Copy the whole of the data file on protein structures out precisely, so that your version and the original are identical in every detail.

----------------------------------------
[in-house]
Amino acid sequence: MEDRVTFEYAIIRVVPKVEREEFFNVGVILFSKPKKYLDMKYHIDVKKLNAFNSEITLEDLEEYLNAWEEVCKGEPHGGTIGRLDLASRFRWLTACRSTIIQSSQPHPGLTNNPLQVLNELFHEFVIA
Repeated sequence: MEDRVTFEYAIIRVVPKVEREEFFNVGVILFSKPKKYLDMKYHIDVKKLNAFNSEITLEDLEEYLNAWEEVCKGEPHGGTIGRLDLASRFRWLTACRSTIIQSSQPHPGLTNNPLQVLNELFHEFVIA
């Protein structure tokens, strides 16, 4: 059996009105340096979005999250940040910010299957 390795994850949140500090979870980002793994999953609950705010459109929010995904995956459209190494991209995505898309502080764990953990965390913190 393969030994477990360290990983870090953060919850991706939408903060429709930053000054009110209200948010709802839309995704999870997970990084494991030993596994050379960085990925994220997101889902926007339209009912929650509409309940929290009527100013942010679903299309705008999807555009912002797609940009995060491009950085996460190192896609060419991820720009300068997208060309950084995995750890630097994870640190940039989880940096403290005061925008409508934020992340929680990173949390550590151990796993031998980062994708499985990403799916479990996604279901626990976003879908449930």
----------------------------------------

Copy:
[in-house]
Amino acid sequence: MEDRVTFEYAIIRVVPKVEREEFFNVGVILFSKPKKYLDMKYHIDVKKLNAFNSEITLEDLEEYLNAWEEVCKGEPHGGTIGRLDLASRFRWLTACRSTIIQSSQPHPGLTNNPLQVLNELFHEFVIA
Repeated sequence: MEDRVTFEYAIIRVVPKVEREEFFNVGVILFSKPKKYLDMKYHIDVKKLNAFNSEITLEDLEEYLNAWEEVCKGEPHGGTIGRLDLASRFRWLTACRSTIIQSSQPHPGLTNNPLQVLNELFHEFVIA
């Protein structure tokens, strides 16, 4: 059996009105340096979005999250940040910010299957 390795994850949140500090979870980002793994999953609950705010459109929010995904995956459209190494991209995505898309502080764990953990965390913190 393969030994477990360290990983870090953060919850991706939408903060429709930053000054009110209200948010709802839309995704999870997970990084494991030993596994050379960085990925994220997101889902926007339209009912929650509409309940929290009527100013942010679903299309705008999807555009912002797609940009995060491009950085996460190192896609060419991820720009300068997208060309950084995995750890630097994870640190940039989880940096403290005061925008409508934020992340929680990173949390550590151990796993031998980062994708499985990403799916479990996604279901626990976003879908449930």